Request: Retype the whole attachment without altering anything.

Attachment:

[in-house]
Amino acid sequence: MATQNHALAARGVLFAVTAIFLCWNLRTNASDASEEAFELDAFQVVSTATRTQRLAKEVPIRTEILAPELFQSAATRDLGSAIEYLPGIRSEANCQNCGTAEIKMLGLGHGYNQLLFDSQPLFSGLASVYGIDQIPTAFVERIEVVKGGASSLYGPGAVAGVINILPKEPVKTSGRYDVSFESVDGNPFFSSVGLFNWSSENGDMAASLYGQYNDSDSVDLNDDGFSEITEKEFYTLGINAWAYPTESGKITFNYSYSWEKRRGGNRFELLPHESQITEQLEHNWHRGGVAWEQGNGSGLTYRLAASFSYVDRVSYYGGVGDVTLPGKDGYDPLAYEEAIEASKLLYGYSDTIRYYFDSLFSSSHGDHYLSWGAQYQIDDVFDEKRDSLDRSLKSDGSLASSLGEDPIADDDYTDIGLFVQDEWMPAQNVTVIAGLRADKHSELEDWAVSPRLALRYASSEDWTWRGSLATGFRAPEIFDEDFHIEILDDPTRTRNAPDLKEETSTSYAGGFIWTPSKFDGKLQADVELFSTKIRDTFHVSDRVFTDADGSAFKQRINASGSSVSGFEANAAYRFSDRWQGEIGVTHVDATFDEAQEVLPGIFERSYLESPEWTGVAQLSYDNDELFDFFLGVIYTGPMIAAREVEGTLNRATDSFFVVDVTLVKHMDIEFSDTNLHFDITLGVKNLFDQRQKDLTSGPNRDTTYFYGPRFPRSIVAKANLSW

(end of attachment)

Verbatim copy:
[in-house]
Amino acid sequence: MATQNHALAARGVLFAVTAIFLCWNLRTNASDASEEAFELDAFQVVSTATRTQRLAKEVPIRTEILAPELFQSAATRDLGSAIEYLPGIRSEANCQNCGTAEIKMLGLGHGYNQLLFDSQPLFSGLASVYGIDQIPTAFVERIEVVKGGASSLYGPGAVAGVINILPKEPVKTSGRYDVSFESVDGNPFFSSVGLFNWSSENGDMAASLYGQYNDSDSVDLNDDGFSEITEKEFYTLGINAWAYPTESGKITFNYSYSWEKRRGGNRFELLPHESQITEQLEHNWHRGGVAWEQGNGSGLTYRLAASFSYVDRVSYYGGVGDVTLPGKDGYDPLAYEEAIEASKLLYGYSDTIRYYFDSLFSSSHGDHYLSWGAQYQIDDVFDEKRDSLDRSLKSDGSLASSLGEDPIADDDYTDIGLFVQDEWMPAQNVTVIAGLRADKHSELEDWAVSPRLALRYASSEDWTWRGSLATGFRAPEIFDEDFHIEILDDPTRTRNAPDLKEETSTSYAGGFIWTPSKFDGKLQADVELFSTKIRDTFHVSDRVFTDADGSAFKQRINASGSSVSGFEANAAYRFSDRWQGEIGVTHVDATFDEAQEVLPGIFERSYLESPEWTGVAQLSYDNDELFDFFLGVIYTGPMIAAREVEGTLNRATDSFFVVDVTLVKHMDIEFSDTNLHFDITLGVKNLFDQRQKDLTSGPNRDTTYFYGPRFPRSIVAKANLSW